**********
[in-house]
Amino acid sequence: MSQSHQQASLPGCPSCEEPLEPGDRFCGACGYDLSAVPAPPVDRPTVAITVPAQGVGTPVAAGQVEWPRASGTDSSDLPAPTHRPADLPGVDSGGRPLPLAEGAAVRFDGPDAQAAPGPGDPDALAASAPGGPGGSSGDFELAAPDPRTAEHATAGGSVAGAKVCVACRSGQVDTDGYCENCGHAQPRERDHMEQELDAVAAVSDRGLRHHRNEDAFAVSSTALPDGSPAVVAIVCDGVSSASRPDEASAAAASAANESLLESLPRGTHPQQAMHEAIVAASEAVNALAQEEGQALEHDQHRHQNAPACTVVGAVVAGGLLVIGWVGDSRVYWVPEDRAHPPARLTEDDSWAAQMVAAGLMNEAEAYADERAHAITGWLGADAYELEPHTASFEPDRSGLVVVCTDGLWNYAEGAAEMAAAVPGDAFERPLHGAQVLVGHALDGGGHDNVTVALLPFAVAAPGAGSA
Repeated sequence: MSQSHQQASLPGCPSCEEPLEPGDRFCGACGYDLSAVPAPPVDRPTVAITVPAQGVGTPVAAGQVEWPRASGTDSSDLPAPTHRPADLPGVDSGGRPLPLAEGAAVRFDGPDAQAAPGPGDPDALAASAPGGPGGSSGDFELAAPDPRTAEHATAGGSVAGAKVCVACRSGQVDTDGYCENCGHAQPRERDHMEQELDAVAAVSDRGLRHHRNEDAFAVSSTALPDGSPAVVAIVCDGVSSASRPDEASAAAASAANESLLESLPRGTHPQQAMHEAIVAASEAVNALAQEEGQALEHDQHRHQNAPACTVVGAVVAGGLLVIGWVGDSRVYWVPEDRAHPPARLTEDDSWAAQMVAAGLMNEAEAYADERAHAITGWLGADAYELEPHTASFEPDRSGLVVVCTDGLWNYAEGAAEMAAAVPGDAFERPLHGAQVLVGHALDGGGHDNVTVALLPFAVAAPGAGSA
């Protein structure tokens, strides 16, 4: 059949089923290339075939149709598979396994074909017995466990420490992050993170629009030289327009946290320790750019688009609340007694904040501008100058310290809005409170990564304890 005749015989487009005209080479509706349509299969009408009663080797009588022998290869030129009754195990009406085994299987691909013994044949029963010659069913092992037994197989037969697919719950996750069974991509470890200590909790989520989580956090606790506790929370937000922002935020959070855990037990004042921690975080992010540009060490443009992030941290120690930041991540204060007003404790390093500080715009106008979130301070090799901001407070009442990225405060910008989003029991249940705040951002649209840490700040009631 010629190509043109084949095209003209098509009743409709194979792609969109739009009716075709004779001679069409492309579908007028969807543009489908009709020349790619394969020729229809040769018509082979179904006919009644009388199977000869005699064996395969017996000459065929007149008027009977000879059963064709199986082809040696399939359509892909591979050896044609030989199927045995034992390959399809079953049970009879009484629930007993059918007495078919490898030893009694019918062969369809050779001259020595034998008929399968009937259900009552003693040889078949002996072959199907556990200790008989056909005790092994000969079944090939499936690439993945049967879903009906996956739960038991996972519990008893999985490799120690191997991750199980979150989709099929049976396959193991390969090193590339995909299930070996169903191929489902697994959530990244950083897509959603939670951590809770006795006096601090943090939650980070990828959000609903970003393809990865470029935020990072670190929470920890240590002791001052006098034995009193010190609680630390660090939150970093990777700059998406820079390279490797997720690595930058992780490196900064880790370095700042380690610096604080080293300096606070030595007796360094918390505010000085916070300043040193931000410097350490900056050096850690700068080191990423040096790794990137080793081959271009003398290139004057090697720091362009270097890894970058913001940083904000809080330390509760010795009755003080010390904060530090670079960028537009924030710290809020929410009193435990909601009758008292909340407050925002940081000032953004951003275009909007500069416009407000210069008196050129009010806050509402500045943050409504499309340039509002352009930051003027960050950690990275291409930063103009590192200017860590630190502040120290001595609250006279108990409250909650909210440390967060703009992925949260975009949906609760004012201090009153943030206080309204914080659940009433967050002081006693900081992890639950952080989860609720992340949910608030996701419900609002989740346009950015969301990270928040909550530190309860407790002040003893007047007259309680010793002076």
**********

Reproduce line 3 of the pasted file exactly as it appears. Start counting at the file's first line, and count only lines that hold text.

Repeated sequence: MSQSHQQASLPGCPSCEEPLEPGDRFCGACGYDLSAVPAPPVDRPTVAITVPAQGVGTPVAAGQVEWPRASGTDSSDLPAPTHRPADLPGVDSGGRPLPLAEGAAVRFDGPDAQAAPGPGDPDALAASAPGGPGGSSGDFELAAPDPRTAEHATAGGSVAGAKVCVACRSGQVDTDGYCENCGHAQPRERDHMEQELDAVAAVSDRGLRHHRNEDAFAVSSTALPDGSPAVVAIVCDGVSSASRPDEASAAAASAANESLLESLPRGTHPQQAMHEAIVAASEAVNALAQEEGQALEHDQHRHQNAPACTVVGAVVAGGLLVIGWVGDSRVYWVPEDRAHPPARLTEDDSWAAQMVAAGLMNEAEAYADERAHAITGWLGADAYELEPHTASFEPDRSGLVVVCTDGLWNYAEGAAEMAAAVPGDAFERPLHGAQVLVGHALDGGGHDNVTVALLPFAVAAPGAGSA